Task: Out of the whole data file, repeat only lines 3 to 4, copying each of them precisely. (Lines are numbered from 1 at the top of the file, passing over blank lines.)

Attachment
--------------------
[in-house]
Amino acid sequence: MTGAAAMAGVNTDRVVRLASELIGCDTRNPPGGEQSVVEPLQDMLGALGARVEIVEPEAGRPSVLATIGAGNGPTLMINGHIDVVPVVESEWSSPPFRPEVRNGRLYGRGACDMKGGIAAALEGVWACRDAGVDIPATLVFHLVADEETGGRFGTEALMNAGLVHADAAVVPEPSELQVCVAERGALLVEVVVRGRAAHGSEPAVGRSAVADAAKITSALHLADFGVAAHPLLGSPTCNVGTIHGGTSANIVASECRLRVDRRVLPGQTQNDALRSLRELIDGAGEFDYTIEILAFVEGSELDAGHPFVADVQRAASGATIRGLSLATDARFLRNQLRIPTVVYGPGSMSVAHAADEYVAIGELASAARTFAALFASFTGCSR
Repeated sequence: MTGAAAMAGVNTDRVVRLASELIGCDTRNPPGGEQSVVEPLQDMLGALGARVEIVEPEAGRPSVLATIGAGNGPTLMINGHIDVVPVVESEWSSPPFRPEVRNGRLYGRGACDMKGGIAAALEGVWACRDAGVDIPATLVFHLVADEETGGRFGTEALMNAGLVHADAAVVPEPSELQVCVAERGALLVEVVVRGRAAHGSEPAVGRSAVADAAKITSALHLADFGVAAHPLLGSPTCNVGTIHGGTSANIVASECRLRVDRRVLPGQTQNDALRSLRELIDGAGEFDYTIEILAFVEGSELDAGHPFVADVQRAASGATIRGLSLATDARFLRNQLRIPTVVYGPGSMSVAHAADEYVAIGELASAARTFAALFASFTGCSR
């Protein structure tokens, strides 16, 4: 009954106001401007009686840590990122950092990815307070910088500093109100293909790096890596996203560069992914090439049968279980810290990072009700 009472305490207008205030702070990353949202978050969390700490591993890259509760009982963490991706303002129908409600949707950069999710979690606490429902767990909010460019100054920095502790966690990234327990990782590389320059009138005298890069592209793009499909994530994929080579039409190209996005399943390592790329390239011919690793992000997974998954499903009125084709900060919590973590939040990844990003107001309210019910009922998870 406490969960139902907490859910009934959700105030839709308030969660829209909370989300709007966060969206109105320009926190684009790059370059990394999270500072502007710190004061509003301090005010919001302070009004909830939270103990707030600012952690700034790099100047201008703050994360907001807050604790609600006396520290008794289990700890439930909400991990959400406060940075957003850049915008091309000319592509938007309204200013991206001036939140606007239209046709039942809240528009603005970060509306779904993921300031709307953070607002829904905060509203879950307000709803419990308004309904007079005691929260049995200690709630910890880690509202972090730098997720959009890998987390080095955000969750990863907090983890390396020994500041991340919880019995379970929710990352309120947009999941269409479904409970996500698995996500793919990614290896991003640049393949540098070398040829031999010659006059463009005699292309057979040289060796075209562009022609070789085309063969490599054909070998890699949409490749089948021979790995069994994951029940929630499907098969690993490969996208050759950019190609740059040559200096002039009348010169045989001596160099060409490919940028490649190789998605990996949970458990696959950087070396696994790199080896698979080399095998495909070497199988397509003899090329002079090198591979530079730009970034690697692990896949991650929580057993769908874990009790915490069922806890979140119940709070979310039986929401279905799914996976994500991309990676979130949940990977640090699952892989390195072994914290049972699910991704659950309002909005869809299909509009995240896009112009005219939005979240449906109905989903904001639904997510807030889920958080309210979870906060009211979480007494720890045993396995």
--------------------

Repeated sequence: MTGAAAMAGVNTDRVVRLASELIGCDTRNPPGGEQSVVEPLQDMLGALGARVEIVEPEAGRPSVLATIGAGNGPTLMINGHIDVVPVVESEWSSPPFRPEVRNGRLYGRGACDMKGGIAAALEGVWACRDAGVDIPATLVFHLVADEETGGRFGTEALMNAGLVHADAAVVPEPSELQVCVAERGALLVEVVVRGRAAHGSEPAVGRSAVADAAKITSALHLADFGVAAHPLLGSPTCNVGTIHGGTSANIVASECRLRVDRRVLPGQTQNDALRSLRELIDGAGEFDYTIEILAFVEGSELDAGHPFVADVQRAASGATIRGLSLATDARFLRNQLRIPTVVYGPGSMSVAHAADEYVAIGELASAARTFAALFASFTGCSR
């Protein structure tokens, strides 16, 4: 009954106001401007009686840590990122950092990815307070910088500093109100293909790096890596996203560069992914090439049968279980810290990072009700 009472305490207008205030702070990353949202978050969390700490591993890259509760009982963490991706303002129908409600949707950069999710979690606490429902767990909010460019100054920095502790966690990234327990990782590389320059009138005298890069592209793009499909994530994929080579039409190209996005399943390592790329390239011919690793992000997974998954499903009125084709900060919590973590939040990844990003107001309210019910009922998870 406490969960139902907490859910009934959700105030839709308030969660829209909370989300709007966060969206109105320009926190684009790059370059990394999270500072502007710190004061509003301090005010919001302070009004909830939270103990707030600012952690700034790099100047201008703050994360907001807050604790609600006396520290008794289990700890439930909400991990959400406060940075957003850049915008091309000319592509938007309204200013991206001036939140606007239209046709039942809240528009603005970060509306779904993921300031709307953070607002829904905060509203879950307000709803419990308004309904007079005691929260049995200690709630910890880690509202972090730098997720959009890998987390080095955000969750990863907090983890390396020994500041991340919880019995379970929710990352309120947009999941269409479904409970996500698995996500793919990614290896991003640049393949540098070398040829031999010659006059463009005699292309057979040289060796075209562009022609070789085309063969490599054909070998890699949409490749089948021979790995069994994951029940929630499907098969690993490969996208050759950019190609740059040559200096002039009348010169045989001596160099060409490919940028490649190789998605990996949970458990696959950087070396696994790199080896698979080399095998495909070497199988397509003899090329002079090198591979530079730009970034690697692990896949991650929580057993769908874990009790915490069922806890979140119940709070979310039986929401279905799914996976994500991309990676979130949940990977640090699952892989390195072994914290049972699910991704659950309002909005869809299909509009995240896009112009005219939005979240449906109905989903904001639904997510807030889920958080309210979870906060009211979480007494720890045993396995």